Kobach Sued Over Proof-of-Citizenship Requirement
September 30, 2015

AP) – Two Kansas residents have filed a federal lawsuit challenging the state’s proof-of-citizenship requirement for new voters and plans to remove people who haven’t complied from voter registration rolls.
The two residents of Douglas County in northeast Kansas filed the lawsuit Wednesday against Secretary of State Kris Kobach.
Kobach is the architect of a law requiring people registering for the first time in Kansas to document their U.S. citizenship.
He enacted a regulation requiring county election officials to purge voter rolls of registrations incomplete for more than 90 days. It takes effect Friday.
Prospective voters Alder Cromwell and Cody Keener sought to register months ago but haven’t met the proof-of-citizenship requirement.
They’re seeking a court order to block the purge and the proof-of-citizenship requirement.
Kobach’s office had yet to review it.

Kansas Proof of Citizenship to Vote Law Challenged Again
January 18, 2014

(AP) – The U.S. Election Assistance Commission has rejected requests by Kansas, Arizona and Georgia to modify federal registration forms to allow their states to fully implement their proof-of-citizen voting laws.

The decision late Friday comes just hours before a court-imposed deadline in a lawsuit filed by Kansas and Arizona. Georgia is not part of that litigation but has a similar requirements.

The federal agency found that granting the states’ requests would likely hinder eligible citizens from registering to vote in federal elections.

Secretary of State Kris Kobach has pushed his state’s proof-of-citizenship law to keep non-citizens from voting particularly those in the U.S. illegally. But critics say voter fraud is extremely rare and contend such laws suppress the vote and threaten to keep thousands of citizens from casting ballots. The registrations of 20,127 Kansans remained on hold Friday because they’ve not yet provided proof of their citizenship to election officials.

The court is expected to set an evidentiary hearing to take up the states’ request that the judge force the commission to modify their form.

Melgren said last month he has serious reservations about the federal government’s power to rule on the voter registration issue. Regardless of how the judge ultimately rules in the case, the issue is likely to be appealed.

The U.S. Supreme Court ruled in June that Arizona could not refuse to accept the national voter registration form, even though people who use it aren’t required to provide citizenship documents.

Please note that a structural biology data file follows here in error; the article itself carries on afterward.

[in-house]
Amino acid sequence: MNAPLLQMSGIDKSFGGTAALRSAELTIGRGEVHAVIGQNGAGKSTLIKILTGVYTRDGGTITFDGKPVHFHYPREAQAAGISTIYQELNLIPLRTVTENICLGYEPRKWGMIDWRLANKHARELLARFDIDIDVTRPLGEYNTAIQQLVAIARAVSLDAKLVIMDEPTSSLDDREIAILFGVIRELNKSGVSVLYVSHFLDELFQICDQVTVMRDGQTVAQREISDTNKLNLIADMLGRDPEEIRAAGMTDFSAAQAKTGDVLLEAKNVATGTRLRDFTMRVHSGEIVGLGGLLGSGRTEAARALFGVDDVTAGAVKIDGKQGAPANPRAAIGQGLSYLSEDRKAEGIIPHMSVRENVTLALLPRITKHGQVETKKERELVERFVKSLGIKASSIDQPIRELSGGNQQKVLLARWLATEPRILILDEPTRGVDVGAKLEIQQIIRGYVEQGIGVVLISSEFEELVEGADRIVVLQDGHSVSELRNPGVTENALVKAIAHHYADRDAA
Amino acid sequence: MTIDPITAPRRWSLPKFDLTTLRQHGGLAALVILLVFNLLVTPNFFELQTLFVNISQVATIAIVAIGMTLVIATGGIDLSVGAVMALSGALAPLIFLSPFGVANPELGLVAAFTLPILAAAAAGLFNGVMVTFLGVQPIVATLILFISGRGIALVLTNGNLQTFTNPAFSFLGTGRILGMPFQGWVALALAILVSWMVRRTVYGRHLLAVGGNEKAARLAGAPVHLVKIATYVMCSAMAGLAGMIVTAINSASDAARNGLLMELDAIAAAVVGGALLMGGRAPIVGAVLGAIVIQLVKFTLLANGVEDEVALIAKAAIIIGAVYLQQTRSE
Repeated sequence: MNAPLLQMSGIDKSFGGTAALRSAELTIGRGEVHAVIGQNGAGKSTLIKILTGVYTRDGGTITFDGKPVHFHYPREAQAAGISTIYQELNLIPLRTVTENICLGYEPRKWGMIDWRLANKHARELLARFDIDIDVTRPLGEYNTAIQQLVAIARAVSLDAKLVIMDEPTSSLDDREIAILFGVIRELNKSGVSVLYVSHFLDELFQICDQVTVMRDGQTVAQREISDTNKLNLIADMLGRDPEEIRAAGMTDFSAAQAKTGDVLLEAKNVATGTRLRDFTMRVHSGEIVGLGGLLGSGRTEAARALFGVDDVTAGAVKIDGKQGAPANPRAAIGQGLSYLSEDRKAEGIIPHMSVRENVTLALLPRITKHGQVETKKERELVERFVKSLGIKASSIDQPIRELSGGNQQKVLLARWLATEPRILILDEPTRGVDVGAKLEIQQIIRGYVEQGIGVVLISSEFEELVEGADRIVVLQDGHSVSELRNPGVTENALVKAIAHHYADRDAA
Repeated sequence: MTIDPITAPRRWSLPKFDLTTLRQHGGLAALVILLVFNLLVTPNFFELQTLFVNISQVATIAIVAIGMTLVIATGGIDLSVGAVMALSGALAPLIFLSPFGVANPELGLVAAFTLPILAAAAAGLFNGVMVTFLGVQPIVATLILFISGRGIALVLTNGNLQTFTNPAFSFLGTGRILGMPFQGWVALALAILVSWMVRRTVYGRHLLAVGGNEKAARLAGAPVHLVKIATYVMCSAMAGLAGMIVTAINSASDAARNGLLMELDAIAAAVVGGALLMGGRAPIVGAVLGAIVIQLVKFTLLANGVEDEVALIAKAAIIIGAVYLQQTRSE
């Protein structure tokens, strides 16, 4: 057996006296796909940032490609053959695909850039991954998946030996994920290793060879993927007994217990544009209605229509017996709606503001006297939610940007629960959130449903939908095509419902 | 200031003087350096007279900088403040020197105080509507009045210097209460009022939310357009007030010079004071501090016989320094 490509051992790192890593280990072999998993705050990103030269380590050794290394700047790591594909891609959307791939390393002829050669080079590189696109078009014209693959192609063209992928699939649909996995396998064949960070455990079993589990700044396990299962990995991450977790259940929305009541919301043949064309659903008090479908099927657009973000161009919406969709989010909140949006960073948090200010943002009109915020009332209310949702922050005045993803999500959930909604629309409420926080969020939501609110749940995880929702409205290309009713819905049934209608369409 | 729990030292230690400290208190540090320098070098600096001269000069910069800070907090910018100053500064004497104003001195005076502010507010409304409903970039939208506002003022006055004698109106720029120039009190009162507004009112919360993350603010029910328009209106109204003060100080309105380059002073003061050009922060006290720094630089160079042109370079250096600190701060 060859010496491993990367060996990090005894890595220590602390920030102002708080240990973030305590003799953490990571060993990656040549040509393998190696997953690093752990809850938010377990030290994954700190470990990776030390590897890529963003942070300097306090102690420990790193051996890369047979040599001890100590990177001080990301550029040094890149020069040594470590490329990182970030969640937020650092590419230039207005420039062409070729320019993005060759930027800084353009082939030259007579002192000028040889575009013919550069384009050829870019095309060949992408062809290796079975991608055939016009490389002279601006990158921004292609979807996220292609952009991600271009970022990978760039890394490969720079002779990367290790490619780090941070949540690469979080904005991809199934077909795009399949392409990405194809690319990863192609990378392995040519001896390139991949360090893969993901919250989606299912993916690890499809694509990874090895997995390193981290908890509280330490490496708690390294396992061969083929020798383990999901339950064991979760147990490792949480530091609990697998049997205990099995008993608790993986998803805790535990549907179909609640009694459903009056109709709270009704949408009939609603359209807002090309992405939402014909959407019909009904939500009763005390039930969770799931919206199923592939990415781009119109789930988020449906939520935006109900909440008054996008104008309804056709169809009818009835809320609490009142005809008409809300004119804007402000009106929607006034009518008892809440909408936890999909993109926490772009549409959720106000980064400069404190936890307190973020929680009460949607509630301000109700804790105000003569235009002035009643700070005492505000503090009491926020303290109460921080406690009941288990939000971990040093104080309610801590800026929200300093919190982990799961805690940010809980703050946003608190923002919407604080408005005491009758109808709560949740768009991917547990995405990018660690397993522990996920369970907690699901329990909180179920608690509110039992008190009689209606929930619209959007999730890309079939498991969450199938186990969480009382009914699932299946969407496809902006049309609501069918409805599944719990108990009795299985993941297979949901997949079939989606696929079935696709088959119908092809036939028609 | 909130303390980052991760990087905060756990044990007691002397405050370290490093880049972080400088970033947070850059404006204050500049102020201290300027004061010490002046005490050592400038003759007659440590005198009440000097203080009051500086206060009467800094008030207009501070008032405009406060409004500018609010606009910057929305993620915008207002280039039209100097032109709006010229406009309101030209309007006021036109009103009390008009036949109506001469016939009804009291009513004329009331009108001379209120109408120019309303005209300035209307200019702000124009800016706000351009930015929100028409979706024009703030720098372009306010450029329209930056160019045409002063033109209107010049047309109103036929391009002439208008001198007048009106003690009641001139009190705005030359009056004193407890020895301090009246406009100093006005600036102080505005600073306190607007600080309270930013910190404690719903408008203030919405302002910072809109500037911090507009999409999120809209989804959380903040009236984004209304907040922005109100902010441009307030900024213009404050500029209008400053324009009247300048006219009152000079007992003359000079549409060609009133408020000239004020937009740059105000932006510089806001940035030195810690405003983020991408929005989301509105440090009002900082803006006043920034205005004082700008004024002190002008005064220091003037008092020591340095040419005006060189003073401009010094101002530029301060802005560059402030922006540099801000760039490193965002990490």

Kobach has said that if he cannot get either the commission or Melgren to modify the federal registration form with state-specific requirements, he would institute a dual registration that limits Kansans who register with the federal form to voting only in presidential, U.S. Senate and congressional races.

A separate American Civil Liberties Union lawsuit contends Kobach has no authority to create a dual registration system in Kansas.

Several Democratic lawmakers in Kansas have proposed rewriting or repealing the state’s proof-of-citizenship law. Former state Sen. Jean Schodorf, the expected Democratic challenger for Kobach, is calling on legislators to audit how Kobach’s office has administered the law.

ACLU Sues Kansas, Says Kobach Creating “Two-Tiered” Voting System
November 22, 2013

The American Civil Liberties Union (ACLU) sued the state of Kansas and Secretary of State Kris Kobach Thursday over what the ACLU called “separate and unequal” classes of voters, violating the state constitution’s guarantee for equal protection.
The issue centers around the way Secretary of State Kobach is registering voters in Kansas.
Kansas requires voters who register to provide proof of US citizenship.
The US Supreme ruled this summer voters not not have prove documents that prove they are citizens when they register. they are, however, required to swear under oath the are legal citizens or risk perjury penalties.
Kobach and the state are registering some voters who sign up at motor vehicle offices–are not using the state form–to be registered only for federal elections, not state contests.
The ACLU says that creates an illegal two-tiered voting system.
“It makes absolutely no sense that someone would be qualified to vote for president, but not for governor,” said Dale Ho, director of the ACLU’s Voting Rights Project, said in a news release.
Kobach called the lawsuit a surprise, not because he didn’t expect an ACLU challenge, but because he says he, too, does not want the split voting system.
“They’re filing to stop the very thing I want to stop as well, which is a two-tiered voting system,” Kobach told the website POLITICO. “The suit incorrectly states that Kansas is implementing the system based on memos sent out to counties to make contingency plans for it.”
The ACLU has been threatening to sue Kansas over the issue for some time.
Kobach says the two-tiered system will only be put into place if Kansas and Arizona loses its lawsuit over the clash between the state and federal forms.
According to the latest estimates about almost 18,000 Kansans have their voting rights suspended while the dispute is is being worked through.
Many of those suspended voters may live in the state’s largest counties. Those are Johnson and Wyandotte counties in suburban Kansas City and Sedgwick County, which contains the city of Wichita.